The Swiss President for 2017, Doris Leuthard, has called on people to remember that the country’s success is based on cohesion and solidarity in her New Year’s address to the nation.
“Our country starts on sure ground in 2017," said Leuthardexternal link, who holds the rotating Swiss presidency post for a year.
Switzerland offers a high quality of life: takes care of its environment, offers stability and has a well-functioning political system and democracy, she continued. Future generations have been considered through important decisions such as the Gotthard base tunnel and by having a good education system.
But many other countries are faced with war, debt and changes in government. This creates an uncertain climate.
“We don’t know what lies ahead,” said the president. The cabinet does not always have a quick answer to all developments in this complex world, she warned. But what is sure: “Switzerland is a pillar of strength."
This is because the country has many advantages, like a capacity for innovation and its healthy economic growth that is accompanied by low unemployment levels.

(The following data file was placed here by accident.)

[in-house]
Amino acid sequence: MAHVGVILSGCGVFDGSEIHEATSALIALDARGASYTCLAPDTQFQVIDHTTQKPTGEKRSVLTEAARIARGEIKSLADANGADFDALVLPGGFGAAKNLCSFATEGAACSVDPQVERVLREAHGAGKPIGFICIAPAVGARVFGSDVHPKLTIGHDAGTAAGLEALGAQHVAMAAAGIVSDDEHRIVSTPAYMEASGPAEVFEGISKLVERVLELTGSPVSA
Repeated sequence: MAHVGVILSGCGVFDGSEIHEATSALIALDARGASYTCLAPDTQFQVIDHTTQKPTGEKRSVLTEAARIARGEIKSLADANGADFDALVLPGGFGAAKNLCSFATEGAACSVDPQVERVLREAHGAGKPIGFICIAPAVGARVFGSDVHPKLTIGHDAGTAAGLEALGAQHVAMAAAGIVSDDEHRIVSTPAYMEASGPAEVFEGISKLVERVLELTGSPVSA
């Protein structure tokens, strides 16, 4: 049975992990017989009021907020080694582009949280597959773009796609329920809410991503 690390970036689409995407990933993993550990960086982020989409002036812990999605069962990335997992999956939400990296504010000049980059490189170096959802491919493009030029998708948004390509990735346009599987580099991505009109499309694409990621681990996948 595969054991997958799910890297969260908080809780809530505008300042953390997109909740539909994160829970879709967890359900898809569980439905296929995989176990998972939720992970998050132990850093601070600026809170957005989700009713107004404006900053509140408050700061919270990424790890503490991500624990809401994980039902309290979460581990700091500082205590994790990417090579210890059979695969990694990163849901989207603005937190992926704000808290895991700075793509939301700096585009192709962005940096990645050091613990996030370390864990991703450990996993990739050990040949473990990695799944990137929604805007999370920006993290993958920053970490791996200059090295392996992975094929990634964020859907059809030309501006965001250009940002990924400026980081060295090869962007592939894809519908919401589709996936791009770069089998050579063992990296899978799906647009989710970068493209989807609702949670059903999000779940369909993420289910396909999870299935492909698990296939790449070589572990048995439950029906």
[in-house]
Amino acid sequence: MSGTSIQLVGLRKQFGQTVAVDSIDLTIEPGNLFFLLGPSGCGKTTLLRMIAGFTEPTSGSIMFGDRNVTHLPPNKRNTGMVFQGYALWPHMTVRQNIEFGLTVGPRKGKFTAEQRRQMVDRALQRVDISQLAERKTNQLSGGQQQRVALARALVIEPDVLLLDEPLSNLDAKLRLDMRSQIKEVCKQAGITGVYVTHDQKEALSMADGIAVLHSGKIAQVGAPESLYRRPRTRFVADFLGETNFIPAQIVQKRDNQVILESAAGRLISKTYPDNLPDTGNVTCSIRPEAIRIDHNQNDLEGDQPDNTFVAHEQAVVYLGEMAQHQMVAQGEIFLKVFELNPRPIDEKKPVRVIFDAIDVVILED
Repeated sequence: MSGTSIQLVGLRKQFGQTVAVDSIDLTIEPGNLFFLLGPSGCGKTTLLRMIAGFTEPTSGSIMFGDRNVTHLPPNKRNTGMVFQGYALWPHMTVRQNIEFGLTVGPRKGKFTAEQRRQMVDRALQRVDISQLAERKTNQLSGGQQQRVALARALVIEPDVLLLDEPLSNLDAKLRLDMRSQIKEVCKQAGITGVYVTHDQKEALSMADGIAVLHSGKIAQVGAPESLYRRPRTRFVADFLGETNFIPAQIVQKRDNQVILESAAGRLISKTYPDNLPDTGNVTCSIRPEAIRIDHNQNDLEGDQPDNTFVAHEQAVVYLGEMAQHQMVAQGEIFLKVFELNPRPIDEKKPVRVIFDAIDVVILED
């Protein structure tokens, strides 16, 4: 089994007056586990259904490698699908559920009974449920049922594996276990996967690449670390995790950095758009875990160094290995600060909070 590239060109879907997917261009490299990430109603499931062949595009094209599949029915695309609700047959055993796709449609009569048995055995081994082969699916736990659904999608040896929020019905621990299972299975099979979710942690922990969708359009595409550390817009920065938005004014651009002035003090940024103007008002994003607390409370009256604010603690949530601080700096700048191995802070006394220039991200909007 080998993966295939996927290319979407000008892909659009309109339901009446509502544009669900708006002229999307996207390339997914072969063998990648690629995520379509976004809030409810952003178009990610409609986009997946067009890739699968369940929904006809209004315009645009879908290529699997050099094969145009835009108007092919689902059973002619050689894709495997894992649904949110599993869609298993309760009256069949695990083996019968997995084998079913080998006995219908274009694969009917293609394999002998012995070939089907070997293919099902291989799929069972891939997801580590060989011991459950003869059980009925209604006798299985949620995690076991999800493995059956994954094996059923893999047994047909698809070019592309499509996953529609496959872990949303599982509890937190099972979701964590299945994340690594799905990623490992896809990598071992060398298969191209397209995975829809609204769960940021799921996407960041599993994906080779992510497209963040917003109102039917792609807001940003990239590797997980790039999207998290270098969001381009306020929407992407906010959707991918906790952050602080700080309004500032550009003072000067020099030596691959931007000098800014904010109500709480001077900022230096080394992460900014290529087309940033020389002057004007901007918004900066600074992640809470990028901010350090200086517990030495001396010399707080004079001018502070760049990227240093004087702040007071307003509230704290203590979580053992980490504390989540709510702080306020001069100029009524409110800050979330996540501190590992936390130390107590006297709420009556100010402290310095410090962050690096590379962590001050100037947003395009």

However, the country’s traditional sense of solidarity is at risk, for example from the high costs in the health system.
“We want to preserve our stability and continue our success. For this we have to show solidarity more than ever,” said the transport minister, who takes on the presidency for the second time in her cabinet career.
And whether it concerns languages in a country that speaks four, culture or differences between town and country, it is important to reconcile diverging interests, she added.
The cabinet tries to find compromises. “This means that we listen to each other and why we try and understand each other. It’s not easy,” said Leuthard. This requires patience, perseverance and confidence.
That is why the president thanked all those who worked every day for “the cohesion of our society, for balance, progress and openness”.
The Swiss presidency is held by a different member of the seven-person cabinet every calendar year. The choice is based on seniority in the government, which means that a minister becomes president at least once every seven years. The last holder was Economics Minister Johann Schneider-Ammann.
Leuthard, a lawyer by trade, has been in government since 2006. She last held the presidency in 2010.